So, how about you? What are you going to start today? How are you going to start? Tell us and then get going and get it going! 

This is the third post in a series about the causes of that fictitious condition known as writer’s block. In the previous entry, we talked about finding the time to write and in the first we tackled the topic of fear. I don’t mean any disrespect to anyone who feels they have suffered from this inability to put words down. I just believe that if we can uncover and face the root causes of this uniquely literary affliction, we can slay the writer’s block dragon and get back to the work at hand. Who’s with me?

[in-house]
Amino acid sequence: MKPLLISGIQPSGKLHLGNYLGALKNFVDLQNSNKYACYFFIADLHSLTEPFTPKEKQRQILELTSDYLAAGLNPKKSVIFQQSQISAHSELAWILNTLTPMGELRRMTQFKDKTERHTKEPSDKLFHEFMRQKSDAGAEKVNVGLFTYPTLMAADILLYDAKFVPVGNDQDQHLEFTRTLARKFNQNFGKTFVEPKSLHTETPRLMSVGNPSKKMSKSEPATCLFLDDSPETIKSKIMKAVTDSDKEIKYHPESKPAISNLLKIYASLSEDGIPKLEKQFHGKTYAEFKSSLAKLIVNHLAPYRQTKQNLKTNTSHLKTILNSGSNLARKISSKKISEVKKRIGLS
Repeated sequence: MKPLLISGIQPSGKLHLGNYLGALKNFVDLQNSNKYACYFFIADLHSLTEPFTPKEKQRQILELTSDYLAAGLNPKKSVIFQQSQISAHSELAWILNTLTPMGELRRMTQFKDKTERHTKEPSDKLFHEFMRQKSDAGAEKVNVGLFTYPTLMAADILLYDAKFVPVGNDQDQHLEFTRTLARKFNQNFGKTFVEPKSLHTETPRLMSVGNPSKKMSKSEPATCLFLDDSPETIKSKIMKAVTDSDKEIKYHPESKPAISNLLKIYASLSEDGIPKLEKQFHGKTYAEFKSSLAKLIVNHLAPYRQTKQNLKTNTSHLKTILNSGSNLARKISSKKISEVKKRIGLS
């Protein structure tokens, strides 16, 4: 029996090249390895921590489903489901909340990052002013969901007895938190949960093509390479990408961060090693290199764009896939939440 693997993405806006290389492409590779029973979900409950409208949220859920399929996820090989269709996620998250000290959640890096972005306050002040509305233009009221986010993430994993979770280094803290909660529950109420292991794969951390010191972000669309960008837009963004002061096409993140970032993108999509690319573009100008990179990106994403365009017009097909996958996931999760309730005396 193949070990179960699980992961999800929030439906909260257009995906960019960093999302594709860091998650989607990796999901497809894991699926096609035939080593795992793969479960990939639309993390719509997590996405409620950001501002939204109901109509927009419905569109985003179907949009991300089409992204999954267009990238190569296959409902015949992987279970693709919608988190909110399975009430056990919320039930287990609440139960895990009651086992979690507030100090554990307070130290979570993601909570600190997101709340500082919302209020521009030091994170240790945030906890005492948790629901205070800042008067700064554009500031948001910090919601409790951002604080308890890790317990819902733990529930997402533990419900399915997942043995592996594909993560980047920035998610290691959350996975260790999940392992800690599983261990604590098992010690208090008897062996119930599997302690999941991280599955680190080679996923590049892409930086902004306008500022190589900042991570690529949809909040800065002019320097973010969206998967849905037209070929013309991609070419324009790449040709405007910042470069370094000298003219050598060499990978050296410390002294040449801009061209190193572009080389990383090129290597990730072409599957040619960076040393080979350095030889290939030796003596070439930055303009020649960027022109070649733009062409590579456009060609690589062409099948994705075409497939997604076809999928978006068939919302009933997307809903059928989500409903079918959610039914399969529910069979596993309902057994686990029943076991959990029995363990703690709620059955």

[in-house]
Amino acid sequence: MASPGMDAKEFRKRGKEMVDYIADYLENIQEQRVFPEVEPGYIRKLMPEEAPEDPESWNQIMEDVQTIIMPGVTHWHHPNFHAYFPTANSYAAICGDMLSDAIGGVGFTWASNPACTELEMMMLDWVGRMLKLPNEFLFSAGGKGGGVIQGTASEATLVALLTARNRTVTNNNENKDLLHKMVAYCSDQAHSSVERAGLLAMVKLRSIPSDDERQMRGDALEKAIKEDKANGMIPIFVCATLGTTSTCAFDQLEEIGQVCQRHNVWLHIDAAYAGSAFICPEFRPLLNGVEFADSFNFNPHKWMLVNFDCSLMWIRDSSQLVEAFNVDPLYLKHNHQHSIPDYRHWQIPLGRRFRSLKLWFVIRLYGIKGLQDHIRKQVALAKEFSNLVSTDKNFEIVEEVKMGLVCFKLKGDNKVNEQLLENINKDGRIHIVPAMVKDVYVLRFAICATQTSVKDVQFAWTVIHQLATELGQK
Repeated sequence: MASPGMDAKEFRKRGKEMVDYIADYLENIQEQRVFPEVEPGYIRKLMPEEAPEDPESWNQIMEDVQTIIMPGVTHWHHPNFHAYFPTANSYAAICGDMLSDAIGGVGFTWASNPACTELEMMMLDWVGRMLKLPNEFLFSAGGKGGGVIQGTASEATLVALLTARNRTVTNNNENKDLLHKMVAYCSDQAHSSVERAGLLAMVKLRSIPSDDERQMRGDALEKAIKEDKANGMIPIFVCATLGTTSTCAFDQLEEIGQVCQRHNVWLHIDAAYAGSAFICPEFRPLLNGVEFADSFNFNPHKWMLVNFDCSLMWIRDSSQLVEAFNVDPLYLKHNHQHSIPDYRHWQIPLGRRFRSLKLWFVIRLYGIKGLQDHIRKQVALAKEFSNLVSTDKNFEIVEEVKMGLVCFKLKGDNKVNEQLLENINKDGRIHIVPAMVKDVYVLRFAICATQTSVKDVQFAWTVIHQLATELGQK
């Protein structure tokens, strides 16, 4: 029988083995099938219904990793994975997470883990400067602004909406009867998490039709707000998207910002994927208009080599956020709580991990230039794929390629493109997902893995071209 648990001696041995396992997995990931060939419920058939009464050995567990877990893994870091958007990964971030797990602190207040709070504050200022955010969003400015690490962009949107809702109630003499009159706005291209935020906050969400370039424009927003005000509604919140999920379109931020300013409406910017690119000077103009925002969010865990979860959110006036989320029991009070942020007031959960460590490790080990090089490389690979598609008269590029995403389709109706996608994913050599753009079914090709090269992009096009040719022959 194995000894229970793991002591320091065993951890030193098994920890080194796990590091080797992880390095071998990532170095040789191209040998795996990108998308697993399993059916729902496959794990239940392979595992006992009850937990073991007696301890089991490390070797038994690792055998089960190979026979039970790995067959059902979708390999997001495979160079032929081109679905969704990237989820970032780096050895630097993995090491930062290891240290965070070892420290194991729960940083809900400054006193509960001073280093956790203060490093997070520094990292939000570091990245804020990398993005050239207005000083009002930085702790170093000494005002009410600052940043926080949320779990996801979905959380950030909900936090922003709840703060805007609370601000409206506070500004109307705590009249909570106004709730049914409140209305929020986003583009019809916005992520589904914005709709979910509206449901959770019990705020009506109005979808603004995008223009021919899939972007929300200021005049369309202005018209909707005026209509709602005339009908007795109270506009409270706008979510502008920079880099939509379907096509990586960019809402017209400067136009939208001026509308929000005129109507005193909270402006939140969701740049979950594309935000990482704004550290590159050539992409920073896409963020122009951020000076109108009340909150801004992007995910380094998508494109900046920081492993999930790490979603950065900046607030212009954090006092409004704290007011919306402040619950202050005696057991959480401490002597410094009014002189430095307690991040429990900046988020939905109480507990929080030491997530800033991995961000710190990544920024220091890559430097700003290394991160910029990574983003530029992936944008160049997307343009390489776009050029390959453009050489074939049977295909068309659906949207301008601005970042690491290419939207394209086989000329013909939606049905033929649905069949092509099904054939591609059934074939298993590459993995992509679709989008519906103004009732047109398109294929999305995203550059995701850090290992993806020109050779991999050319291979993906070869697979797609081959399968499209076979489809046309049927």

Jamie Lee Wallace is a writer who also happens to be a marketer. She helps her Suddenly Marketing clients discover their voice, connect with their audience, and find their marketing groove. She is also a mom, a prolific blogger, and a student of voice and trapeze (not at the same time). Introduce yourself on facebook or twitter. She doesn’t bite … usually.

Image Credit: gigi 62

42 thoughts on “Writer’s Block Cause 3: Not knowing where to start

  1. Jamie, thank you! Although I am not a professional writer I can relate to your post from the aspect of the visual artist! The steps you have so eloquently identified hold true in any art medium. Great post!

    • Blog posts make a great warm up for something bigger, but I also think they have a lot of value on their own. I love the writer/reader connections that happen on blogs – you don’t get that with books or even print magazine articles. It’s nice to have the feedback and dialog.